With the open access protests (e.g. Elsevier boycott) reaching their climax in the past weeks, OA has been condemned to ultimate failure in Europe with the European Commission putting a final and unequivocal stop to it. In analogy to the RWA (Research Works Act) in the USA, according to which scholarly publishers like Elsevier hoped to claw back total ownership of federally funded research, the European Union has started a hot debate on banning OA to scientific literature for the public. Their argumentation is mainly based on the idea to transfer the revenues made by the publishing industry into funds accessible for the academic world and only the academic world. Thus a private scientific journal publishing company could not keep all the money earned through their subscription fees, but would have to pay a third of its income to the European Union. With all this new influx of money, the EU would announce scholarships for talented academics – paying their research expenses and projects. This would render public access to journals a distant dream – mainly academics would be able to access journals through their standing university or library subscriptions (it’s not like anybody else is paying the exorbitant per article fees).
Frightening European Changes of OA policies
Two days ago, the European Commission and the Division of Research and Education has presented a bill proposal regarding open access to scientific journals. Since the discussions on open access have steadily increased in the public, the European Commission in cooperation with their American counterpart decided to put an end to this hot spot of public debate. The suggested legislative would completely shut down green or gold open access initiatives, creating a sort of tax per article for all scientific publishers.
With the new reform they hope to funnel more money from the private sector back to funding research. Although this sounds like a paradox at a first glance, the idea behind the system is as follows:
Researchers (and other interested people) would still have to pay for access to journals. In turn, one third of those subscriptions and fees would serve as funds for research projects. The European Research Funds Committee (ERFC) would manage this new tax and the further allocation of money thus collected. The ERFC assures us that applications for the grants funded by this new tax would start in the beginning of 2013. Researchers are welcome to apply for these European scholarships that will be given to highly innovative research ideas. Of course, research ideas only in the European Union. In order to support young researchs at the startpoint of their academic career, emphasize will be given to funding young academics.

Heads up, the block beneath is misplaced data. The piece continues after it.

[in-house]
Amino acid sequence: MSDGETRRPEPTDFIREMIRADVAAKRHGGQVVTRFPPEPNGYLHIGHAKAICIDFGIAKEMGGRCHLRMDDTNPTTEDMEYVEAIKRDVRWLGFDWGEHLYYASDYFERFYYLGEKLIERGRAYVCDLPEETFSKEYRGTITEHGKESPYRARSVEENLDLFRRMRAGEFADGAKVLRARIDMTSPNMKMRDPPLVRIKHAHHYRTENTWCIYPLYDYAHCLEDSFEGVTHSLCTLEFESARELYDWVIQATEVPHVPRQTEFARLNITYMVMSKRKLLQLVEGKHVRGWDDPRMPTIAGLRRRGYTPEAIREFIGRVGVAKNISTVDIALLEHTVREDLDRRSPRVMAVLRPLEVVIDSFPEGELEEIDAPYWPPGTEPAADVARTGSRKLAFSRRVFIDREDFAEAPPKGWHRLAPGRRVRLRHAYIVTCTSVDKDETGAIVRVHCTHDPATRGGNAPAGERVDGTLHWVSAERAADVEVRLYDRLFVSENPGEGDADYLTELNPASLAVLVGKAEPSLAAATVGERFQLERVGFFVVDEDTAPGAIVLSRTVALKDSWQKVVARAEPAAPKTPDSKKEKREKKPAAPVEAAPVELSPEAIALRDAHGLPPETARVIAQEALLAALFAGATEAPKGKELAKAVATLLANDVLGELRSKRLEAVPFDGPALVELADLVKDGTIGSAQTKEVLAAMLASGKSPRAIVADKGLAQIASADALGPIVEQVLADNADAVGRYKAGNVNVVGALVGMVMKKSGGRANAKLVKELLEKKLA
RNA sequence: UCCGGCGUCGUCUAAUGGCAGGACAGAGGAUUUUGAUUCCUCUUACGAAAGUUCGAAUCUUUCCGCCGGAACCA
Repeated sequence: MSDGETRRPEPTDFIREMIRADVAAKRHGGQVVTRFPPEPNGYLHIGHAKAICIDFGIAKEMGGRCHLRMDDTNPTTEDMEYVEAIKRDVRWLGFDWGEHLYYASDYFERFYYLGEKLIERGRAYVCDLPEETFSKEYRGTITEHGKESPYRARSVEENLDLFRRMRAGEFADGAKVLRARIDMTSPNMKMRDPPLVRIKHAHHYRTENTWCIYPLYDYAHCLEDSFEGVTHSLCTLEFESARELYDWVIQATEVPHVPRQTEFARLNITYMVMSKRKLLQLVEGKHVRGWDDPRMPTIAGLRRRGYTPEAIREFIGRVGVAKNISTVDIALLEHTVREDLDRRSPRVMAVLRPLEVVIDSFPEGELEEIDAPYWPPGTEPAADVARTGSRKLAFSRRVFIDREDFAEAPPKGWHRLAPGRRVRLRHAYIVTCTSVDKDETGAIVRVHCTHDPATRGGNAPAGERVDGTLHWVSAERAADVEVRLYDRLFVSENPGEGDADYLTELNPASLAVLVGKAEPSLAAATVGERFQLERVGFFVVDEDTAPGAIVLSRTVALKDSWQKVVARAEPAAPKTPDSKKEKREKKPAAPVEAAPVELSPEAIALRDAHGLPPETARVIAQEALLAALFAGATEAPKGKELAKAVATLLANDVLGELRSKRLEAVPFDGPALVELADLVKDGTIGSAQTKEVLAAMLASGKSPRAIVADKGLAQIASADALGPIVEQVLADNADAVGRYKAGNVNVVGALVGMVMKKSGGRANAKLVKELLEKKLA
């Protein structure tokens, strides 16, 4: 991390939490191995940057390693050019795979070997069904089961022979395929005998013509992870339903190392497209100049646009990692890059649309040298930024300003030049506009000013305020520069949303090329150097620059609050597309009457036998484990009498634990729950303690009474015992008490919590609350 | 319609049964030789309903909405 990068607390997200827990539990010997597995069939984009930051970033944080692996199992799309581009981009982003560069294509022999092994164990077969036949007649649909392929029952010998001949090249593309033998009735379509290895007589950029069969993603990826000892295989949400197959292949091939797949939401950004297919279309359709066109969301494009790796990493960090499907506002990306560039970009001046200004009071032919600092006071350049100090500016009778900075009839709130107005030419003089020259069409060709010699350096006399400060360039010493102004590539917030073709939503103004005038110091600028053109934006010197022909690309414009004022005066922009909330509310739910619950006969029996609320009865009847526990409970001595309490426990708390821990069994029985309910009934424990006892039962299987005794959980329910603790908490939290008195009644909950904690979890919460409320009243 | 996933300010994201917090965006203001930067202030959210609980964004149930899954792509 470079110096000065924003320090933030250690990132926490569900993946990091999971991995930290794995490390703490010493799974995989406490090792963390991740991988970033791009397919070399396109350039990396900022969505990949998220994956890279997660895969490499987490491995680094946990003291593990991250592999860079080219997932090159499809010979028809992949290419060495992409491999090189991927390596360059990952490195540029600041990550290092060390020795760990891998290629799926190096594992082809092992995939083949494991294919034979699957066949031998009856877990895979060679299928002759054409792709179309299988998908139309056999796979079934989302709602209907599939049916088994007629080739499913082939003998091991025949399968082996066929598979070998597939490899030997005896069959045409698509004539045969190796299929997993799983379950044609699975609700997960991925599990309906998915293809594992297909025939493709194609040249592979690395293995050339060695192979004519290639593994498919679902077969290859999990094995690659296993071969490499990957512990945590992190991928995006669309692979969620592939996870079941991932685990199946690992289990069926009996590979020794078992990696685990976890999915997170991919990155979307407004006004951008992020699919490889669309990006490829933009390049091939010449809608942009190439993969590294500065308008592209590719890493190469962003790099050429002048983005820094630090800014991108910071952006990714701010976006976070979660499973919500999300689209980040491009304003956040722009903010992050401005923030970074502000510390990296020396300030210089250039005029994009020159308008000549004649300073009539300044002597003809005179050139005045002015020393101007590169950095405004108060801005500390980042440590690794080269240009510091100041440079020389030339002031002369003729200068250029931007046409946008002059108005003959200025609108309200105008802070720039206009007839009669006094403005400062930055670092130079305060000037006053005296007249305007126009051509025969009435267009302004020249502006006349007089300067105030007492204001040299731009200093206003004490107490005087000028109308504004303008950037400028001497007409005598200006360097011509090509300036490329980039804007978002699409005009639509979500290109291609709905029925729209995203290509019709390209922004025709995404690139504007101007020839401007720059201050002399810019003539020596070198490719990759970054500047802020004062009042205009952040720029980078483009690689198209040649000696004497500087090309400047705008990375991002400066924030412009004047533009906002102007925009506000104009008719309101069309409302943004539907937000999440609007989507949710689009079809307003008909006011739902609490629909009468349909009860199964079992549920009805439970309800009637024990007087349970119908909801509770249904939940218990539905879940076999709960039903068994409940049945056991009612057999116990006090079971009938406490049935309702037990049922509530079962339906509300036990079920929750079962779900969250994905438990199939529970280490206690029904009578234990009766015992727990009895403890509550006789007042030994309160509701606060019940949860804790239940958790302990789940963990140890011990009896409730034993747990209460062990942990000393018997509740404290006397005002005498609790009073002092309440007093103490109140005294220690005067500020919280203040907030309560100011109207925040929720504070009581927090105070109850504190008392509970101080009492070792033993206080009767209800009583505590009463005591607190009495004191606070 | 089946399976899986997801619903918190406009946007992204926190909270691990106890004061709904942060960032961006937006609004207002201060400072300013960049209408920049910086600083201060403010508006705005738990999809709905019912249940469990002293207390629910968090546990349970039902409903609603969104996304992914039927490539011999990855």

The draft of the new bill (nicknamed Open Access Project Manhattan) contains the following:
1. Prevention of Gold Open Access, meaning that journals should not be accessible for free to the research community or the public, since the product of a research study is considered private property owned by the publisher. Gold open access journals are illegal within the European Union.
2. Prevention of Green Open Access. All European university or library repositories will be shut down under the threat of legal sanctions. The ERFC will ensure the control of personal websites of most prominent researchers (for starters) in an academic field in order to prevent any possibility of granting green open access through private resources.
3. Identification of radical proponents of the open access movement in the European research community. They would be offered to participate in the CPR program of reeducation (short for Corporate Publishers Have a Right To Their Research, with an emphasize on their) or prohibited from participating in any part of the publishing process (be it as editor or author).
Althought it is unlikely that such an extreme bill proposal might turn into a EU wide legislative, it is probable that some milder version of it could be realized. The publishers are somewhat skeptic of the proposal, but they would rather give up a part of their profit than see the open access movement thrive and in the long run, bringing their sector to thorough and encompassing reform.
Controversy with the new bill
The European Parliament is, of course, aware of the outrage this legislative reform might cause in the public such as in, well, all of the scientific community in Europe. However, our anonymous source in the European Commission states that this will finally be a moment when the EU is taking the lead role in scientific legislation and could possibly create a European wide research zone capable of competing with the Americans. On the other hand, an anonymous source from the ERFC informed us that the Commission’s plan wasn’t to increase funding for research, but to use the money gathered through the new “science tax” to stabilize the faltering EU economy. Only a chunk of income from the scientific publishing industry could end the global economy crisis, they add.
And as your worries and outrage with reading this post increase, we feel responsible to reveal that this article is a JEPS gift to you for today’s APRIL FOOLS DAY! All information given in this post has been invented. Please stop hyperventilating and laugh! Hopefully, it has reminded you of all the things that are wrong with the publishing industry.
As being part of EFPSA’s JEPS team, Sina Scherer works as JEPS Bulletin’s editor and is currently enrolled in the last year of her Master programme in Work and Organizational Psychology at the Westfälische Wilhelmsuniversität Münster. Her fields of interest cover the areas of Intercultural Psychology, Personality and Organizational Psychology such as Health Psychology.